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The Intersection of Art and Activism for Social Change

June 25, 2018

From royals and influential merchants who commissioned some of history’s greatest masterpieces to the modern and often anonymous street art found in our cities, art often captures sentiment for people to admire and/or interpret for posterity. Of course, the expression of those sentiments can vary from decorative pieces to more socially informed imagery. The following works fall under the latter category; they were created to spark conversations about serious topics and were often painted and plastered in public spaces.

 

Mexican Muralists

 

 

Beginning in the 1920s and lasting throughout the 1950s, Mexico underwent a major social and economic upheaval. The period gave rise to Mexican Muralism, a government-funded form of public art that attempted to establish a sense of unity and national identity as the country recovered from the Mexican Revolution (1910 –1920), which eventually evolved into a form of individualistic social commentary. Artists used blunt, brightly-painted, large-scale frescoes that were often situated in public spaces to express displeasure with certain reforms, fight for the rights of workers, or simply make art accessible to all people, independent of class.

 

The movement had its beginnings in artists such as Gerado Murillo, who went by Doctor Atl (1875 – 1964), but the most famous Mexican Muralist to come out of the movement is without a doubt Diego Rivera (1886 – 1957). Having spent time in Europe during his youth, he was strongly influenced by Social Realism. Although he painted murals commissioned by the government to promote land reform, he branched out and produced stark, attention-grabbing works such as The Uprising (1931) and The Perpetual Renewal of the Revolutionary Struggle (1926).

 

New Deal Art

 

In 1933, at the height of the Great Depression (1929 – 1939), Franklin D. Roosevelt (1882 – 1945) singed the New Deal, a series of federal aid programs that helped stabilize the plummeting economy of the United States. The Works Progress Administration (WPA) was one of these. It employed artists, writers, musicians and performers, giving people from all walks of life an opportunity to engage with the arts like never before. Because some art was inherently political, the arts also experienced a wave of backlash from those who were worried about them being an unnecessary drain on the economy or a vehicle for propaganda. The Communist Party used art to bring attention to racial divides; The 1936 work Lynching by Louis Lozowick (1892 – 1973) is a powerful example of this.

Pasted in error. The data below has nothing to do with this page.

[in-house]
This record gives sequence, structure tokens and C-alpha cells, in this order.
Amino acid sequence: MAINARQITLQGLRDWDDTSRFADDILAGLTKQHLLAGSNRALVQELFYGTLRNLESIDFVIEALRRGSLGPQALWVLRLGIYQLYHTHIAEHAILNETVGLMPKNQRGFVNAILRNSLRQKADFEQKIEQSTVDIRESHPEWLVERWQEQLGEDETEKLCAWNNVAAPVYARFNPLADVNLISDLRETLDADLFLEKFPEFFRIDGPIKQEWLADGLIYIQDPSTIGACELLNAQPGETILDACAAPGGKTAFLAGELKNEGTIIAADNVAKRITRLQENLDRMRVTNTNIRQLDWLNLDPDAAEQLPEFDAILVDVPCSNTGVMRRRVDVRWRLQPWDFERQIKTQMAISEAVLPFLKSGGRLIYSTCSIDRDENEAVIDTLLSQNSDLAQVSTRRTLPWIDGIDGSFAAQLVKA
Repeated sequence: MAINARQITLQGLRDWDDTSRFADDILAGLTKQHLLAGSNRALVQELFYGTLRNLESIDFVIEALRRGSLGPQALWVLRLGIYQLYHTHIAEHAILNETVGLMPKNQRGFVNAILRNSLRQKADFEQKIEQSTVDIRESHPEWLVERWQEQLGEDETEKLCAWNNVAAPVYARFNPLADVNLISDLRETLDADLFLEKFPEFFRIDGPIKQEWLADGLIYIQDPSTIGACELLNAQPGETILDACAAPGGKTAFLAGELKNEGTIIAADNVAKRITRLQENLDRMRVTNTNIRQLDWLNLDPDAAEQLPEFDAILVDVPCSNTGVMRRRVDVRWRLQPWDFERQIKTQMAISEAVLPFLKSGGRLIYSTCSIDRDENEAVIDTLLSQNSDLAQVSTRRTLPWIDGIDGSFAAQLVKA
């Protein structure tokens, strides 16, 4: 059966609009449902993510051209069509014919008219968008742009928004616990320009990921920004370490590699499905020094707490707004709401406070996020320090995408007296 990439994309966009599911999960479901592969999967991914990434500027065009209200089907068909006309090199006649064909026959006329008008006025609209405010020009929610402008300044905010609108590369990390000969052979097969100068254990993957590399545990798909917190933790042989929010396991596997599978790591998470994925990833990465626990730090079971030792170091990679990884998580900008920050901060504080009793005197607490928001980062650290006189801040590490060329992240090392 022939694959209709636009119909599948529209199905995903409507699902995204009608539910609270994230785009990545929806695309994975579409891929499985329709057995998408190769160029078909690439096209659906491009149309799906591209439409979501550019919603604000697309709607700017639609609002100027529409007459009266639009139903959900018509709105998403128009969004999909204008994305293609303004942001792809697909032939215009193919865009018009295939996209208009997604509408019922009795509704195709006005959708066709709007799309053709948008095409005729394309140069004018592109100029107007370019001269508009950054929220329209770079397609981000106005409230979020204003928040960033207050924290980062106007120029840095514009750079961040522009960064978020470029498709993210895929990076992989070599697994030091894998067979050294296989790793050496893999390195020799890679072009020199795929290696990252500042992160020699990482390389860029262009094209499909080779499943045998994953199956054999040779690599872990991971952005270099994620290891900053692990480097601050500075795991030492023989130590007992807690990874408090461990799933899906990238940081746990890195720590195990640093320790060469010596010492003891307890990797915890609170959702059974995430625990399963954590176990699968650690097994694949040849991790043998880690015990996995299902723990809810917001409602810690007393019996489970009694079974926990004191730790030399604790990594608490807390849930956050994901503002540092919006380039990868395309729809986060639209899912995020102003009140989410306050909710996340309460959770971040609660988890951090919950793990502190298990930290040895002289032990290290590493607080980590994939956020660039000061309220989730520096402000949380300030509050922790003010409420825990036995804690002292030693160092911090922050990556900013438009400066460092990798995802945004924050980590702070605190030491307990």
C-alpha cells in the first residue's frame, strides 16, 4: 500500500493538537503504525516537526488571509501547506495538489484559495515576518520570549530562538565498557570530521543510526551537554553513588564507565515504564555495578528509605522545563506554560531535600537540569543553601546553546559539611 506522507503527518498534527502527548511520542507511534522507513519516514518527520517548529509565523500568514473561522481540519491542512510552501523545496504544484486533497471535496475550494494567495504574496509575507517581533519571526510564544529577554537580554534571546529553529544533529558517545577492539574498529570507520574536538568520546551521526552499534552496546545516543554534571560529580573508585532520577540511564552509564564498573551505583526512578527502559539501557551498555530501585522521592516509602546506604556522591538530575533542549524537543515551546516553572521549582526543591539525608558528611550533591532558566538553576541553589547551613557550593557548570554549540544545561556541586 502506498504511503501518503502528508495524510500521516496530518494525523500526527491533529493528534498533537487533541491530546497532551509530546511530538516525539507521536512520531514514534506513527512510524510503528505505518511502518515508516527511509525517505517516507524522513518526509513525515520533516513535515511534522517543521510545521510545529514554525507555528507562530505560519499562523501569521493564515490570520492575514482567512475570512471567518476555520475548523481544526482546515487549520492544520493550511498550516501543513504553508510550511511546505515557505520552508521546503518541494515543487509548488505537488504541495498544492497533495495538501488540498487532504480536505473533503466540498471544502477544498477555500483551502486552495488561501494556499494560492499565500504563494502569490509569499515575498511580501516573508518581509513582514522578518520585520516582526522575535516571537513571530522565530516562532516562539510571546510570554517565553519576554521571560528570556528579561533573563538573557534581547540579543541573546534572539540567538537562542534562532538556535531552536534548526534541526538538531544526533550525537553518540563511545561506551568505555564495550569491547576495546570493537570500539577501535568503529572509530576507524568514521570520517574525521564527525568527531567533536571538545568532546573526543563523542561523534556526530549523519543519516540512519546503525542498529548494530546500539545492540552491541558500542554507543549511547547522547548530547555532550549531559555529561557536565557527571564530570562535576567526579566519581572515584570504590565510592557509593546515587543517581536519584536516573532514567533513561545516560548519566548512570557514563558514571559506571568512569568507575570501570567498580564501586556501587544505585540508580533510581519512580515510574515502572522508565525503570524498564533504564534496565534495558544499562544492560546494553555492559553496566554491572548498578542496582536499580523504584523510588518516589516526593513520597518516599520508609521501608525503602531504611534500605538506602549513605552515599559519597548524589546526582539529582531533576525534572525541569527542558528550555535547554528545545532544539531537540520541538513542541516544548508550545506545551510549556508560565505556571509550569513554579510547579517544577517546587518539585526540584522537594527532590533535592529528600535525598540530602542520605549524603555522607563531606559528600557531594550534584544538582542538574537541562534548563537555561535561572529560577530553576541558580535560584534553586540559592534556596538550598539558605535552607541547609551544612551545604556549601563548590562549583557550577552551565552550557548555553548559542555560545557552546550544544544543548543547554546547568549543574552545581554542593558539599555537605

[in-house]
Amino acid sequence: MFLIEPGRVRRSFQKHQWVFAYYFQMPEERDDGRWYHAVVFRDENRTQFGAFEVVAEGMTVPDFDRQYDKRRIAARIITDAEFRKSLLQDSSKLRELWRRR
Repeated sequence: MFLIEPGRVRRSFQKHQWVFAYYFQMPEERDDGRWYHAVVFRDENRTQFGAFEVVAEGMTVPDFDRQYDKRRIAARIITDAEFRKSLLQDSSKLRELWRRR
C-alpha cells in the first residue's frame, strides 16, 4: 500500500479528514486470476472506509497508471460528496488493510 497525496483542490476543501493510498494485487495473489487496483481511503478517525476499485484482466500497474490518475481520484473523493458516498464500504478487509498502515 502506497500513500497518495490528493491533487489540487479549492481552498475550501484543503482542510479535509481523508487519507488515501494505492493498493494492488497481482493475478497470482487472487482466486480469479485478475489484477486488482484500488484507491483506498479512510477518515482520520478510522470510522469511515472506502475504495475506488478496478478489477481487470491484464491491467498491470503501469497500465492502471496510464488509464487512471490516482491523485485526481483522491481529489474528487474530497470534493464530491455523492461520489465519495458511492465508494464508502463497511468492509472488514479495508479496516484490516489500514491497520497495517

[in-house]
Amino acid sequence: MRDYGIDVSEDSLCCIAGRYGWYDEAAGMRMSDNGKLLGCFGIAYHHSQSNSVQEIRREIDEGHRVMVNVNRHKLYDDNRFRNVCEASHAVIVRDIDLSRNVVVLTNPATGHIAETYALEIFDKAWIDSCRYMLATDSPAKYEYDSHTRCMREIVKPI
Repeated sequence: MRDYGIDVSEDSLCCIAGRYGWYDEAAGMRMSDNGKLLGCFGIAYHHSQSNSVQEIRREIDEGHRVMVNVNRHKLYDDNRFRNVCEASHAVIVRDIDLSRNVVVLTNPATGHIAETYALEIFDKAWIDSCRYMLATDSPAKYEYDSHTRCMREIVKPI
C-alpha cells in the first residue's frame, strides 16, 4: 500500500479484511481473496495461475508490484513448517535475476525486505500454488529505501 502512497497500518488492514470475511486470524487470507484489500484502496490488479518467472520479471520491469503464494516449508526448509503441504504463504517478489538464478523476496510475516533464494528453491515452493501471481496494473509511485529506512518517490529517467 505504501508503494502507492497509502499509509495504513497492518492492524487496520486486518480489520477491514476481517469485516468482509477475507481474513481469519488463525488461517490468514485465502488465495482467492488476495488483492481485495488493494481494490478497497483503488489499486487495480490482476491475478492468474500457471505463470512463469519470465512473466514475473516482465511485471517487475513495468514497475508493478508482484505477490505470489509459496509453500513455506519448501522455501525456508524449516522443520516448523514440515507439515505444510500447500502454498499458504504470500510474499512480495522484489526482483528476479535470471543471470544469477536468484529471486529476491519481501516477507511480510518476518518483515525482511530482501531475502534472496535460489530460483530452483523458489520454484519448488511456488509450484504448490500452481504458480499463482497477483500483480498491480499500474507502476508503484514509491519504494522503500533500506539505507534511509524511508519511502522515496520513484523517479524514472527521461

Anti-War and the Civil Rights Movements

 

This was an important time for political art in America. If propaganda art was previously created to be colorful and attention grabbing, the political posters of the late 1960s and early 1970s featured minimalist, often black-and-white images or emotionally stirring symbols, such the Black Panther, Nixon Swastika, or the Feminist Ankh. Their goal was to spread political messages as well as to advocate for Civil Rights, as such, they were especially common on college campuses, where draft dodging and social activism were strongly encouraged.

 

 

Fine art took up these causes, too. In 1969, antiwar activists across the United States planned the National Vietnam Moratorium. In what can be argued to be a commemorative move, but also a gesture of support, the Leo Castelli Gallery commission the now famous pop art poster, Moratorium for the event created by artist Jasper John (1930 – current). Artists such as Antonio Frasconi (1919 – 2013), Duane Hanson (1925 – 1996) and Leon Golub (1922 – 2004) created other now highly valued pieces during this period as well.

 

 

*Note: Image credits are as follows: The Uprising (1931) by Diego Rivera, private collection, Mexico. © 2011 Banco de México Diego Rivera & Frida Kahlo Museums Trust, México, D.F./Artists Rights Society (ARS), New York. Photograph by Rafael Doniz; Public Domain Image of Diego Rivera; "Lynching" (1936) by Louis Lozowick, Smithsonian American Art Museum, © 1936, Lee Lozowick, Gift of Adele Lozowick; "Moratorium" (1969) by Jasper John. Courtesy of Heritage Auctions 

 

 

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